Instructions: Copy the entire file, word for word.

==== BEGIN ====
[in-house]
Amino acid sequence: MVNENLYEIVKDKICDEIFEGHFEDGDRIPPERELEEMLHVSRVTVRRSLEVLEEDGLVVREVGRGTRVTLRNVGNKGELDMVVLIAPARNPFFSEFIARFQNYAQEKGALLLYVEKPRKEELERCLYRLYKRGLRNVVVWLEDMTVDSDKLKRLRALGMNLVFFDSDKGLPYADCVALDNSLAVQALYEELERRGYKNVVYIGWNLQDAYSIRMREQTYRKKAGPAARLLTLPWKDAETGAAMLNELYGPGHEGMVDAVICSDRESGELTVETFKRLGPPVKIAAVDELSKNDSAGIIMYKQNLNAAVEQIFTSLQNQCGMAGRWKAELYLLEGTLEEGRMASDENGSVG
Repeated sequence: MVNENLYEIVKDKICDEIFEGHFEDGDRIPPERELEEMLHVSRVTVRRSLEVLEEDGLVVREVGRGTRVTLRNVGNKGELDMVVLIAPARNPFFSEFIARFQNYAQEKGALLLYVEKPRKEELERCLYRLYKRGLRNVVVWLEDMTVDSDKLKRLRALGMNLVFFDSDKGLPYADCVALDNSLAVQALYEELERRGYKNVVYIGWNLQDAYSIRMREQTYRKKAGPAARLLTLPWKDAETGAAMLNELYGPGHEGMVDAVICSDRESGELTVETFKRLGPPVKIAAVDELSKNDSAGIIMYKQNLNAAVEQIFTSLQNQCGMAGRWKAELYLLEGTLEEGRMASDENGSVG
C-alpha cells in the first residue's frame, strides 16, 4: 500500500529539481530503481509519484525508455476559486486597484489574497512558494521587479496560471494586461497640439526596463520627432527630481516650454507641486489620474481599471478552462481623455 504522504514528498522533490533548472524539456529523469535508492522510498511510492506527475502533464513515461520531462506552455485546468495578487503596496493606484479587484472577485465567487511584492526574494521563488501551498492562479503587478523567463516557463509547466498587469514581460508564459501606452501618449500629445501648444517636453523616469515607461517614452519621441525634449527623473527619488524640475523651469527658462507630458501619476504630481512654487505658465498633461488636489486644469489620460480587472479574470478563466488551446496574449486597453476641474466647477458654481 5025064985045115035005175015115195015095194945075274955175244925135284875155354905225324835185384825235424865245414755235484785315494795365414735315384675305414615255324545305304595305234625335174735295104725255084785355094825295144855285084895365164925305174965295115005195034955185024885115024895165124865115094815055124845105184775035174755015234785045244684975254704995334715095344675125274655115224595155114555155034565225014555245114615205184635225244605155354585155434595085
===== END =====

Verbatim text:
[in-house]
Amino acid sequence: MVNENLYEIVKDKICDEIFEGHFEDGDRIPPERELEEMLHVSRVTVRRSLEVLEEDGLVVREVGRGTRVTLRNVGNKGELDMVVLIAPARNPFFSEFIARFQNYAQEKGALLLYVEKPRKEELERCLYRLYKRGLRNVVVWLEDMTVDSDKLKRLRALGMNLVFFDSDKGLPYADCVALDNSLAVQALYEELERRGYKNVVYIGWNLQDAYSIRMREQTYRKKAGPAARLLTLPWKDAETGAAMLNELYGPGHEGMVDAVICSDRESGELTVETFKRLGPPVKIAAVDELSKNDSAGIIMYKQNLNAAVEQIFTSLQNQCGMAGRWKAELYLLEGTLEEGRMASDENGSVG
Repeated sequence: MVNENLYEIVKDKICDEIFEGHFEDGDRIPPERELEEMLHVSRVTVRRSLEVLEEDGLVVREVGRGTRVTLRNVGNKGELDMVVLIAPARNPFFSEFIARFQNYAQEKGALLLYVEKPRKEELERCLYRLYKRGLRNVVVWLEDMTVDSDKLKRLRALGMNLVFFDSDKGLPYADCVALDNSLAVQALYEELERRGYKNVVYIGWNLQDAYSIRMREQTYRKKAGPAARLLTLPWKDAETGAAMLNELYGPGHEGMVDAVICSDRESGELTVETFKRLGPPVKIAAVDELSKNDSAGIIMYKQNLNAAVEQIFTSLQNQCGMAGRWKAELYLLEGTLEEGRMASDENGSVG
C-alpha cells in the first residue's frame, strides 16, 4: 500500500529539481530503481509519484525508455476559486486597484489574497512558494521587479496560471494586461497640439526596463520627432527630481516650454507641486489620474481599471478552462481623455 504522504514528498522533490533548472524539456529523469535508492522510498511510492506527475502533464513515461520531462506552455485546468495578487503596496493606484479587484472577485465567487511584492526574494521563488501551498492562479503587478523567463516557463509547466498587469514581460508564459501606452501618449500629445501648444517636453523616469515607461517614452519621441525634449527623473527619488524640475523651469527658462507630458501619476504630481512654487505658465498633461488636489486644469489620460480587472479574470478563466488551446496574449486597453476641474466647477458654481 5025064985045115035005175015115195015095194945075274955175244925135284875155354905225324835185384825235424865245414755235484785315494795365414735315384675305414615255324545305304595305234625335174735295104725255084785355094825295144855285084895365164925305174965295115005195034955185024885115024895165124865115094815055124845105184775035174755015234785045244684975254704995334715095344675125274655115224595155114555155034565225014555245114615205184635225244605155354585155434595085